Previous studies have shown reductions in the volume of emergency department visits early in the COVID-19 pandemic, but few have evaluated the pandemic’s impact over time or stratified analyses by reason for visits. We aimed to quantify such changes in British Columbia, Canada, cumulatively and during prominent nadirs, and by reason for visit, age and acuity.
We included data from the National Ambulatory Care Reporting System for 30 emergency departments across BC from January 2016 to December 2022. We fitted generalized additive models, accounting for seasonal and annual trends, to the monthly number of visits to estimate changes throughout the pandemic, compared with the expected number of visits in the absence of the pandemic. We determined absolute and relative differences at various times during the study period, and cumulatively since the start of the pandemic until the overall volume of emergency department visits returned to expected levels.
Over the first 16 months of the pandemic, the volume of emergency department visits was reduced by about 322 300 visits, or 15% (95% confidence interval 12%–18%), compared with the expected volume. A sharp drop in pediatric visits accounted for nearly one-third of the reduction. The timing of the return to baseline volume of visits differed by subgroup. The largest and most sustained decreases were in respiratory-related emergency department visits, visits among children, visits among oldest adults and non-urgent visits. Later in the pandemic, we observed increased volumes of highest-urgency visits, visits among children and visits related to ear, nose and throat.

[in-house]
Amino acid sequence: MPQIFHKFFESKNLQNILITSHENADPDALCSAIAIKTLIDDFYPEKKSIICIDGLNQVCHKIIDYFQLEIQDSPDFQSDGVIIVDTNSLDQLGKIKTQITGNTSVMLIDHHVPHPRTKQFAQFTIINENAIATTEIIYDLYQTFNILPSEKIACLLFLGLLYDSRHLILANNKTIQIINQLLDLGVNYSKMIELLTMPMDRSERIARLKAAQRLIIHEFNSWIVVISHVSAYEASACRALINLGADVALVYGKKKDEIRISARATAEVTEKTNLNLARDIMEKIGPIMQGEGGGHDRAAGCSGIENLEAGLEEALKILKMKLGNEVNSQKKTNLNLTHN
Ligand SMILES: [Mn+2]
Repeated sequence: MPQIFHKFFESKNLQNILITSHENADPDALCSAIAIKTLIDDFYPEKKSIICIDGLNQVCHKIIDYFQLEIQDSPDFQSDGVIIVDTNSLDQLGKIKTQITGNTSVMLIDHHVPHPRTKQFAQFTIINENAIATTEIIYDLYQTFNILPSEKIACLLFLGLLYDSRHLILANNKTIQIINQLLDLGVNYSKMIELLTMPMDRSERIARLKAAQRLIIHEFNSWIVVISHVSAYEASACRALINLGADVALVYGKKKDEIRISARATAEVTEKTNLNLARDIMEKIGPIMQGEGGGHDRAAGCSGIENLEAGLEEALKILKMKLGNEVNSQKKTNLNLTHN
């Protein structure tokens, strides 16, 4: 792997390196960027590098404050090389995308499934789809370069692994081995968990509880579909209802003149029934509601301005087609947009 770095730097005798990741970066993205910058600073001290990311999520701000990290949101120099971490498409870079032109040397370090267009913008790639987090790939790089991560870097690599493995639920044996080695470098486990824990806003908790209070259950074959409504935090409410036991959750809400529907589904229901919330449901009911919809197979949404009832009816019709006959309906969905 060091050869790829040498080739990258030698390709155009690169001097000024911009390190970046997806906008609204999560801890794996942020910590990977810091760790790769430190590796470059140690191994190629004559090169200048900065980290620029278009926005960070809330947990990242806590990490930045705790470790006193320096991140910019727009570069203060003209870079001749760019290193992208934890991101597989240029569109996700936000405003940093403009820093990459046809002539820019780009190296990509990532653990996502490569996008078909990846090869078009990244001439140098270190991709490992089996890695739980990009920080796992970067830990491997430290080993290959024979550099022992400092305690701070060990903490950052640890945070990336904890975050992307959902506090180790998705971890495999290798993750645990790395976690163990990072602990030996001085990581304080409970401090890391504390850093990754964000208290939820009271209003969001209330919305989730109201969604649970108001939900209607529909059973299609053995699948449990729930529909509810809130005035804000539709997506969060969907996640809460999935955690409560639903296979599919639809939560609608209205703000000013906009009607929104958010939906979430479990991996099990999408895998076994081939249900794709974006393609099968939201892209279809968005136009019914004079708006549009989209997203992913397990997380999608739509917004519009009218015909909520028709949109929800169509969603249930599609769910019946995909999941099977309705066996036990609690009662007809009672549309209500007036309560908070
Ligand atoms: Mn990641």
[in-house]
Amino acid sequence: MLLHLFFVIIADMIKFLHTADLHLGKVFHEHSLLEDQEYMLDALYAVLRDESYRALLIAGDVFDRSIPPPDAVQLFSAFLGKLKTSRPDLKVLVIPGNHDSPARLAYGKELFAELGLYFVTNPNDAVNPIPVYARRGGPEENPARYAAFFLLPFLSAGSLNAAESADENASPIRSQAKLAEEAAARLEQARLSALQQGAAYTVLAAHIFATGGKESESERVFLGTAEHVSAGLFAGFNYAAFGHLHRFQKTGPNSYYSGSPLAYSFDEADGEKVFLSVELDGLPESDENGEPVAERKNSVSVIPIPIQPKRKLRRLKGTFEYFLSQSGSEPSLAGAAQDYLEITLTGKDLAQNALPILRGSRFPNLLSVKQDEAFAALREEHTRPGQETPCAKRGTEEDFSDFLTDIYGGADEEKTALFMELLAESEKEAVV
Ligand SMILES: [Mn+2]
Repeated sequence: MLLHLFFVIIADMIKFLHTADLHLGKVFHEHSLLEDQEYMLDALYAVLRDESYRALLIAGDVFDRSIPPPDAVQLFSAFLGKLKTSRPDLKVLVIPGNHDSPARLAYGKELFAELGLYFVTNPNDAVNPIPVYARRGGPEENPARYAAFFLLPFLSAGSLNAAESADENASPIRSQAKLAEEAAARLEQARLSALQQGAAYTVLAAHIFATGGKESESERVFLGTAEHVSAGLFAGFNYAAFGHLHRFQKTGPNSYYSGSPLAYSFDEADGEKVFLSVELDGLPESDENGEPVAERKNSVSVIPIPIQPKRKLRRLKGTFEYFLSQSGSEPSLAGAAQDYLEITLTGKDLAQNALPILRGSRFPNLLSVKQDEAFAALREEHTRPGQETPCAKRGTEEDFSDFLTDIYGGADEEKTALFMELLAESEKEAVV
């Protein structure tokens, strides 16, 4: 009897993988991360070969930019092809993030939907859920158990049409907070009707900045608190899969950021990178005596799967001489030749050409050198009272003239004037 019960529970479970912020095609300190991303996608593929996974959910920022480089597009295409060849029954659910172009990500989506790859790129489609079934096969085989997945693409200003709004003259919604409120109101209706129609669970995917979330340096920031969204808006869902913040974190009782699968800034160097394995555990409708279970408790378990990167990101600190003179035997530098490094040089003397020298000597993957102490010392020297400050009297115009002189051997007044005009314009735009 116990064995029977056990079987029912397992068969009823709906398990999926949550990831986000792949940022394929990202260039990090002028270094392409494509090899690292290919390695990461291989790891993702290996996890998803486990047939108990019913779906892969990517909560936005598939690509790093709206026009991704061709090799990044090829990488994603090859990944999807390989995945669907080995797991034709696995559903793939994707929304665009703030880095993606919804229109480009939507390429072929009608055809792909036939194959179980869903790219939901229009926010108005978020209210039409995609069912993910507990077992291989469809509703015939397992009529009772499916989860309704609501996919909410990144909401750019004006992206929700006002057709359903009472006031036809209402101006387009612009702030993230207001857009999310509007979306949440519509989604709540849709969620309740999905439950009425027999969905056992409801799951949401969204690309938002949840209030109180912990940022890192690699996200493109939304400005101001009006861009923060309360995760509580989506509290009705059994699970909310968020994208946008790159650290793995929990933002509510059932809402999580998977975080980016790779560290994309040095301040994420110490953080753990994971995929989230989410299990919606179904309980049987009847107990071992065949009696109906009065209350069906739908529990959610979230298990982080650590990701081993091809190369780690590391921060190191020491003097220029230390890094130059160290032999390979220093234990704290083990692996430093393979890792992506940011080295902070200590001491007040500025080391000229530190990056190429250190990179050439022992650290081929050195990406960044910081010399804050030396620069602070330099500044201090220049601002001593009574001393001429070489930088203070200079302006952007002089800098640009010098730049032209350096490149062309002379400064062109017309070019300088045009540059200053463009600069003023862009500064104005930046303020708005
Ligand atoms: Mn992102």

We have extended evidence that the impact of the COVID-19 pandemic and associated mitigation strategies on emergency department visits in Canada was substantial. Both our findings and methods are relevant in public health surveillance and capacity planning for emergency departments in pandemic and nonpandemic times.